The University of Alabama

Researchers at UA Museums Seek Citizen Scientists to Aid in Observations

MoundvilleTUSCALOOSA, Ala. — Each day, regular people are observing the natural world, collecting data and assisting researchers and scientists with discoveries. Staff members of The University of Alabama Museums hope to use that knowledge.

The Moundville Archaeological Park Biodiversity Survey and The University of Alabama Campus Biodiversity Survey are two data collecting projects recently created on iNaturalist, an online social network of naturalists, citizen scientists and biologists built on the concept of mapping and sharing observations of biodiversity across the globe.

“At its essence, Citizen Science allows anyone to participate in real science by volunteering for a project,” said Dr. John Abbott, director of Museum Research and Collections. “Specifically, it allows for the collection and analysis of data by members of the general public as part of a large project in collaboration with professional scientists. It has gained in popularity because for the scientist, it provides a large data gathering work force that would otherwise not be available, and for the general public, there is tremendous pleasure in knowing that you are actually contributing to real science.”

Visitors to Moundville Archaeological Park or to the UA campus can take pictures of plants and animals and upload the images to iNaturalist to identify the different species. Visitors can also time stamp and provide GPS coordinates of where they saw what within the confines of the park or campus. Observations may be added through the iNaturalist website or from a mobile application.

“The goal of these projects is to classify as many different living species as possible,” said Betsy Irwin, Moundville Archaeological Park education outreach coordinator. “Through this project, we can make connections with UA biologists and their students. We will also develop educational materials to send out to teachers and schools to encourage them to participate in this survey while taking field trips to the park and the Alabama Museum of Natural History.”

All pariticipants need are camera and an enthusiasm for discovery, Abbott said.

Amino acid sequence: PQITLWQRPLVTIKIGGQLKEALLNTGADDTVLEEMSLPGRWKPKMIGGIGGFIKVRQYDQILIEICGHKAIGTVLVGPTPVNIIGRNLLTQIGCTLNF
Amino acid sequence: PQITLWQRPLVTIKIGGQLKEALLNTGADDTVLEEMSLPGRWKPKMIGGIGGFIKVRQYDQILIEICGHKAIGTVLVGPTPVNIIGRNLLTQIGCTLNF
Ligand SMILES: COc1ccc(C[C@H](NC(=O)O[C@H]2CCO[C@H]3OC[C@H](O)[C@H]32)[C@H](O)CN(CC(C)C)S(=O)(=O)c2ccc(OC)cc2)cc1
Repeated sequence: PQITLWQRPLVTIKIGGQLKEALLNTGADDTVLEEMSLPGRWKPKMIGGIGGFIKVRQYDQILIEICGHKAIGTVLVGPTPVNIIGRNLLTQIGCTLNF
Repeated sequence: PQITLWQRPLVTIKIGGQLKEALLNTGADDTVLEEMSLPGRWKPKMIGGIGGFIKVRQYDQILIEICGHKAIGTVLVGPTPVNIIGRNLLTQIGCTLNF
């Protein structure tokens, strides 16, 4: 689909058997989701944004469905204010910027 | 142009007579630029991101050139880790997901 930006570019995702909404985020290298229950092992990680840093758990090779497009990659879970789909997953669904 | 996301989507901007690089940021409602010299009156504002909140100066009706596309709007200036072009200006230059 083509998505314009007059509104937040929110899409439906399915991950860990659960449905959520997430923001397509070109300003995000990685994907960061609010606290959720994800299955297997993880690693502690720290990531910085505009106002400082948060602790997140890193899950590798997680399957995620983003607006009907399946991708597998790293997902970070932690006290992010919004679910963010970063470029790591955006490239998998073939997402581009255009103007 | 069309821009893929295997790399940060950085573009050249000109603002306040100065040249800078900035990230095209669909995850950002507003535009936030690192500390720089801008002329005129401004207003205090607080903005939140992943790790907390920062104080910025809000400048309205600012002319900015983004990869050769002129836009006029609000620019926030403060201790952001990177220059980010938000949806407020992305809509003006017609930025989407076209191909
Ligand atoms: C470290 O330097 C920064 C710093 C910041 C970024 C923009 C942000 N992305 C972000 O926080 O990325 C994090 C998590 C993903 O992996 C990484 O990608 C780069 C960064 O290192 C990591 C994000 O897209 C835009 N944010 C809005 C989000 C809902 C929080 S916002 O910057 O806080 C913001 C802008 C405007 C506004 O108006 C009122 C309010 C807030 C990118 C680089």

“We started these surveys for two main reasons,” he said. “First, it allows us to know what is there, that is it provides us a mechanism to collect data that ultimately allows us to be better stewards of these properties. Having long-term data sets for properties is rare but of tremendous value for looking at questions of diversity, distribution, life history and ultimately climate change.

“The second reason for initiating these projects is they provide an opportunity to engage and educate the public,” Abbott said. “This is a core mission of the UA Museums and goes beyond just exhibits in buildings. It provides an opportunity for us to engage in a meaningful way with the Tuscaloosa community.”

For more information or to make observations, visit http://www.inaturalist.org/projects/university-of-alabama-campus-biodiversity-survey (University of Alabama Campus Biodiversity Survey) and http://www.inaturalist.org/projects/moundville-archaeological-park-biodiversity-survey (Moundville Archaeological Park Biodiversity Survey).

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The University of Alabama, a student-centered research university, is experiencing significant growth in both enrollment and academic quality. This growth, which is positively impacting the campus and the state's economy, is in keeping with UA's vision to be the university of choice for the best and brightest students. UA, the state's flagship university, is an academic community united in its commitment to enhancing the quality of life for all Alabamians.